Brain Tumors, Primary: Radiation Therapy

Radiation therapy involves the use of high-energy rays to shrink or kill cancerous tissue. Memorial Sloan Kettering has been a leader in efforts to improve radiation therapy for brain tumors. We have refined the use of sophisticated tools – including state-of-the-art linear accelerators, advanced imaging approaches, and high-speed computer-based systems – to deliver powerful doses of radiation to tumors with remarkable precision.

Our radiation team also works together to offer the highest level of safety during every step of your treatment. Radiation therapy can be used in several ways for the treatment of brain tumors:

  • as a primary treatment
  • in conjunction with surgery and/or chemotherapy as a part of primary treatment
  • as a next-line therapy to treat tumors that have recurred after primary treatment

The type of radiation that the team uses depends on a variety of factors, including the type, size, and location of the tumor.

Types of Radiation Therapy

At the Brain Tumor Center, we commonly use two types of external radiation therapy to treat brain tumors: intensity-modulated radiation therapy (IMRT) and image-guided radiation therapy (IGRT). With both IMRT and IGRT, the radiation beam is conformal, meaning that the instrument uses computer-based imaging to look at the tumor in three dimensions and shape the radiation beam to its outlines with great precision.

With IMRT, sophisticated computer software and three-dimensional images from CT scans focus high doses of radiation directly onto the tumor. These pencil-thin beams vary in intensity. This focused approach reduces the exposure of healthy brain tissue to radiation, and can lessen the side effects of treatment.

IGRT uses real-time image guidance with either a CT scan or x-rays performed at the time of radiation on the actual treatment machine to ensure a perfect set-up and lack of motion during treatment. This allows radiation to be delivered with even more accuracy. IGRT can be used to treat brain tumors of all sizes, including glioblastomas and other malignant gliomas, acoustic neuromas, meningiomas, and brain metastases.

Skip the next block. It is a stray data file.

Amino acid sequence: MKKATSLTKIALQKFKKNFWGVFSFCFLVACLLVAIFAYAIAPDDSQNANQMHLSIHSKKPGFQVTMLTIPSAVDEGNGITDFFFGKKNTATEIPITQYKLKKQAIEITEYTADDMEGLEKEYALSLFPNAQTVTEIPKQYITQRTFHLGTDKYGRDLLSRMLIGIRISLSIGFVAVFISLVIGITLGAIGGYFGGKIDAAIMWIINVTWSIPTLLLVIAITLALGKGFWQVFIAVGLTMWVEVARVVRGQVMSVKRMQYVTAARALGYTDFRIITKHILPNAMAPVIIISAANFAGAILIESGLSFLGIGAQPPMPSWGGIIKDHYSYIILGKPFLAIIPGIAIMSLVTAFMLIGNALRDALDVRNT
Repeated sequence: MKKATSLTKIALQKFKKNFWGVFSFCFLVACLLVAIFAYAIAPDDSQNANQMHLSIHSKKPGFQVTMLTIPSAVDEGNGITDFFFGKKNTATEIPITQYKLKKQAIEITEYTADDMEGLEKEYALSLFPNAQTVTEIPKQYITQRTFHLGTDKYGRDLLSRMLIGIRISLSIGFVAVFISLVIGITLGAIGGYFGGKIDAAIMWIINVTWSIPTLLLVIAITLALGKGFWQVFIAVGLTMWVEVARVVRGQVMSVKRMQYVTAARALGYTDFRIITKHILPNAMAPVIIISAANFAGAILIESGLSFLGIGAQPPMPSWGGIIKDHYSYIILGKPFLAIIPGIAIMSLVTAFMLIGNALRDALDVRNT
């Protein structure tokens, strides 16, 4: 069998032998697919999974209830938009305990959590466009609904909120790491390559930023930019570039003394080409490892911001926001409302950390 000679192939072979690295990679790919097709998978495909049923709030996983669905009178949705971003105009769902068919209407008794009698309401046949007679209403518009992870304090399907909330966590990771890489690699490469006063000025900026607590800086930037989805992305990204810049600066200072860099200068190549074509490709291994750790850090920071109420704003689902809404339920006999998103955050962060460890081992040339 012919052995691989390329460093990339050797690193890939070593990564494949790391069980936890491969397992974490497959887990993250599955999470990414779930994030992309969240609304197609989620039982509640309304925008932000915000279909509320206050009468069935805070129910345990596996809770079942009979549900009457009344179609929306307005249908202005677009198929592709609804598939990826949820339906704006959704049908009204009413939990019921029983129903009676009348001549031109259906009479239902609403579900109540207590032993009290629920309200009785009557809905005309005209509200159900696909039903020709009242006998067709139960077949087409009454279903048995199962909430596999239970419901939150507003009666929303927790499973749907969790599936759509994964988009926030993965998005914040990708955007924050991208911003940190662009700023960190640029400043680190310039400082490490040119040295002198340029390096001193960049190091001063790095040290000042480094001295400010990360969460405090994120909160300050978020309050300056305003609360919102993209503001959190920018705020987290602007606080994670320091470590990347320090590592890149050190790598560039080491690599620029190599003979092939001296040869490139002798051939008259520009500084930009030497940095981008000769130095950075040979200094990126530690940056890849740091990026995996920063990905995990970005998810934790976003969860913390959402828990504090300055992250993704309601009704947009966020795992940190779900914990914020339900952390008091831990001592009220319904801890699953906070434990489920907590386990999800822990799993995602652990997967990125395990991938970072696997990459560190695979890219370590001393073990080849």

In addition, we can perform stereotactic radiosurgery (SRS) to treat small tumors with a single, high dose of radiation. This highly effective and well-tolerated treatment is one of the most powerful types of radiation therapy, and has been performed for many years at Memorial Sloan Kettering. A frame is used to stabilize the head during treatment and a specialized team of doctors and physicists work together to ensure an accurate and safe approach. 

SRS is used primarily for limited areas of brain tumor that have spread from the primary tumor, but it is also used to treat acoustic neuromas, meningiomas, and recurrent gliomas.

Radiation Safety

Ensuring your safety during radiation therapy is of the utmost importance at Memorial Sloan Kettering. Our medical physicists work closely with your radiation oncologist to meticulously plan radiation dosage before your treatment. Medical physicists are also present during treatment to ensure that radiation is delivered correctly and in the optimal locations.

We have implemented extensive safety protocols to manage our radiation therapy program. Redundancy is built into the review of the computer-based calculations that control radiation dosage, so that multiple experts check them independently. Medical physicists also examine machinery frequently to maintain proper functioning.